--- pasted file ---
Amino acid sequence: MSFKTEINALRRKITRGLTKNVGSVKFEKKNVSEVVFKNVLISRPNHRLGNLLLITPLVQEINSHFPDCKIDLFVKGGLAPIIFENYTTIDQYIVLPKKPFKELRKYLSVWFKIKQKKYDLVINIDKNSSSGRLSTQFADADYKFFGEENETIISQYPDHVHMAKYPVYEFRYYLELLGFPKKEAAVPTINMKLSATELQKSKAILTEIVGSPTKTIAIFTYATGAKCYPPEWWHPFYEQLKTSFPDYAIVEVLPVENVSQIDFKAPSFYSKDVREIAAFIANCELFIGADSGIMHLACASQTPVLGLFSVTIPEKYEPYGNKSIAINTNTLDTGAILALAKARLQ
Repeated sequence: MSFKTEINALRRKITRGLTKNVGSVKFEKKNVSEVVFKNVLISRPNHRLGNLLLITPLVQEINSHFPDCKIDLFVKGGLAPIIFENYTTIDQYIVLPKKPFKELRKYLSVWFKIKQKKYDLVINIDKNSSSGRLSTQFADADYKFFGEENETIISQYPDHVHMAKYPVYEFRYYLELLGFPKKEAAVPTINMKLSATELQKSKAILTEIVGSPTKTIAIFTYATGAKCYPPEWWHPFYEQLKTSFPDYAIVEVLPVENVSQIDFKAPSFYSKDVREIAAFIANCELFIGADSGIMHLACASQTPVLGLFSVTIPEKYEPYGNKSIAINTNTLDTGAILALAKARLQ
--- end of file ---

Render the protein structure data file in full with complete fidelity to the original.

Amino acid sequence: MSFKTEINALRRKITRGLTKNVGSVKFEKKNVSEVVFKNVLISRPNHRLGNLLLITPLVQEINSHFPDCKIDLFVKGGLAPIIFENYTTIDQYIVLPKKPFKELRKYLSVWFKIKQKKYDLVINIDKNSSSGRLSTQFADADYKFFGEENETIISQYPDHVHMAKYPVYEFRYYLELLGFPKKEAAVPTINMKLSATELQKSKAILTEIVGSPTKTIAIFTYATGAKCYPPEWWHPFYEQLKTSFPDYAIVEVLPVENVSQIDFKAPSFYSKDVREIAAFIANCELFIGADSGIMHLACASQTPVLGLFSVTIPEKYEPYGNKSIAINTNTLDTGAILALAKARLQ
Repeated sequence: MSFKTEINALRRKITRGLTKNVGSVKFEKKNVSEVVFKNVLISRPNHRLGNLLLITPLVQEINSHFPDCKIDLFVKGGLAPIIFENYTTIDQYIVLPKKPFKELRKYLSVWFKIKQKKYDLVINIDKNSSSGRLSTQFADADYKFFGEENETIISQYPDHVHMAKYPVYEFRYYLELLGFPKKEAAVPTINMKLSATELQKSKAILTEIVGSPTKTIAIFTYATGAKCYPPEWWHPFYEQLKTSFPDYAIVEVLPVENVSQIDFKAPSFYSKDVREIAAFIANCELFIGADSGIMHLACASQTPVLGLFSVTIPEKYEPYGNKSIAINTNTLDTGAILALAKARLQ